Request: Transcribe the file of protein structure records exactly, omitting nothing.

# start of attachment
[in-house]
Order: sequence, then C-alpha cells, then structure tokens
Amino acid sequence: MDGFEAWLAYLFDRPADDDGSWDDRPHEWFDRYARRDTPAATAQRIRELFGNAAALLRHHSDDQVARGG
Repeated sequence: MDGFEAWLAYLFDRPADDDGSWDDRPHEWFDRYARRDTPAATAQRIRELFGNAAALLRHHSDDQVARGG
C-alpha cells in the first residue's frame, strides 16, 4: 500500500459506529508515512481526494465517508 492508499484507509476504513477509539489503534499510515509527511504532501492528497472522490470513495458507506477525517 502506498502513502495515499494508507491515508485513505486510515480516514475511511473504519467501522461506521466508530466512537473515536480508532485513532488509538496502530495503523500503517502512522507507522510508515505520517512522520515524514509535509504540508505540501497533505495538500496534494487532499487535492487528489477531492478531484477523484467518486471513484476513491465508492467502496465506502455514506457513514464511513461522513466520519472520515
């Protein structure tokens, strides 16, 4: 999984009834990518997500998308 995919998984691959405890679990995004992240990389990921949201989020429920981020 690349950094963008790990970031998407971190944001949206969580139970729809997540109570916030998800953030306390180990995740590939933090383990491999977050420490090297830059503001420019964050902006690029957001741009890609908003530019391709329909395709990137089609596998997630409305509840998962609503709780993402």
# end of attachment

[in-house]
Order: sequence, then C-alpha cells, then structure tokens
Amino acid sequence: MDGFEAWLAYLFDRPADDDGSWDDRPHEWFDRYARRDTPAATAQRIRELFGNAAALLRHHSDDQVARGG
Repeated sequence: MDGFEAWLAYLFDRPADDDGSWDDRPHEWFDRYARRDTPAATAQRIRELFGNAAALLRHHSDDQVARGG
C-alpha cells in the first residue's frame, strides 16, 4: 500500500459506529508515512481526494465517508 492508499484507509476504513477509539489503534499510515509527511504532501492528497472522490470513495458507506477525517 502506498502513502495515499494508507491515508485513505486510515480516514475511511473504519467501522461506521466508530466512537473515536480508532485513532488509538496502530495503523500503517502512522507507522510508515505520517512522520515524514509535509504540508505540501497533505495538500496534494487532499487535492487528489477531492478531484477523484467518486471513484476513491465508492467502496465506502455514506457513514464511513461522513466520519472520515
């Protein structure tokens, strides 16, 4: 999984009834990518997500998308 995919998984691959405890679990995004992240990389990921949201989020429920981020 690349950094963008790990970031998407971190944001949206969580139970729809997540109570916030998800953030306390180990995740590939933090383990491999977050420490090297830059503001420019964050902006690029957001741009890609908003530019391709329909395709990137089609596998997630409305509840998962609503709780993402």